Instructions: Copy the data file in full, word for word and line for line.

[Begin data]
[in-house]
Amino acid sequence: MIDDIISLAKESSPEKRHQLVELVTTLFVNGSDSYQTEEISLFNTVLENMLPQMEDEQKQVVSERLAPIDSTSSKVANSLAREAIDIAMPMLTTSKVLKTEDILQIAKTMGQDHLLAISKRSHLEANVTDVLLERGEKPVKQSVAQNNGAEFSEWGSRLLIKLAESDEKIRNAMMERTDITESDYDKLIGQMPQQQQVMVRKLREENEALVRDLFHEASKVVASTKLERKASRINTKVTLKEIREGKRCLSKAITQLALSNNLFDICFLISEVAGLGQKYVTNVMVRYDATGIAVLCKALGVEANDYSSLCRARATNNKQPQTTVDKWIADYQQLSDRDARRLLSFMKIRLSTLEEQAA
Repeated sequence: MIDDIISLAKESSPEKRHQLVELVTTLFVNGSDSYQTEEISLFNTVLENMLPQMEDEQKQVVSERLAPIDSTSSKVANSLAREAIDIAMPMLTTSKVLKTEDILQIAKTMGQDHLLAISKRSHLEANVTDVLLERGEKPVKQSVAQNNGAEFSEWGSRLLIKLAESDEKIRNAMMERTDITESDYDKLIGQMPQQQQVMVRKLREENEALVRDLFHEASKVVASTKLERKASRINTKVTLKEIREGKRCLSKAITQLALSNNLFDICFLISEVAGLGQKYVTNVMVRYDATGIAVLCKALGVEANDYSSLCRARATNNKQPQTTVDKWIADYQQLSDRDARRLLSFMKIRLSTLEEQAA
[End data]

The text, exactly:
[in-house]
Amino acid sequence: MIDDIISLAKESSPEKRHQLVELVTTLFVNGSDSYQTEEISLFNTVLENMLPQMEDEQKQVVSERLAPIDSTSSKVANSLAREAIDIAMPMLTTSKVLKTEDILQIAKTMGQDHLLAISKRSHLEANVTDVLLERGEKPVKQSVAQNNGAEFSEWGSRLLIKLAESDEKIRNAMMERTDITESDYDKLIGQMPQQQQVMVRKLREENEALVRDLFHEASKVVASTKLERKASRINTKVTLKEIREGKRCLSKAITQLALSNNLFDICFLISEVAGLGQKYVTNVMVRYDATGIAVLCKALGVEANDYSSLCRARATNNKQPQTTVDKWIADYQQLSDRDARRLLSFMKIRLSTLEEQAA
Repeated sequence: MIDDIISLAKESSPEKRHQLVELVTTLFVNGSDSYQTEEISLFNTVLENMLPQMEDEQKQVVSERLAPIDSTSSKVANSLAREAIDIAMPMLTTSKVLKTEDILQIAKTMGQDHLLAISKRSHLEANVTDVLLERGEKPVKQSVAQNNGAEFSEWGSRLLIKLAESDEKIRNAMMERTDITESDYDKLIGQMPQQQQVMVRKLREENEALVRDLFHEASKVVASTKLERKASRINTKVTLKEIREGKRCLSKAITQLALSNNLFDICFLISEVAGLGQKYVTNVMVRYDATGIAVLCKALGVEANDYSSLCRARATNNKQPQTTVDKWIADYQQLSDRDARRLLSFMKIRLSTLEEQAA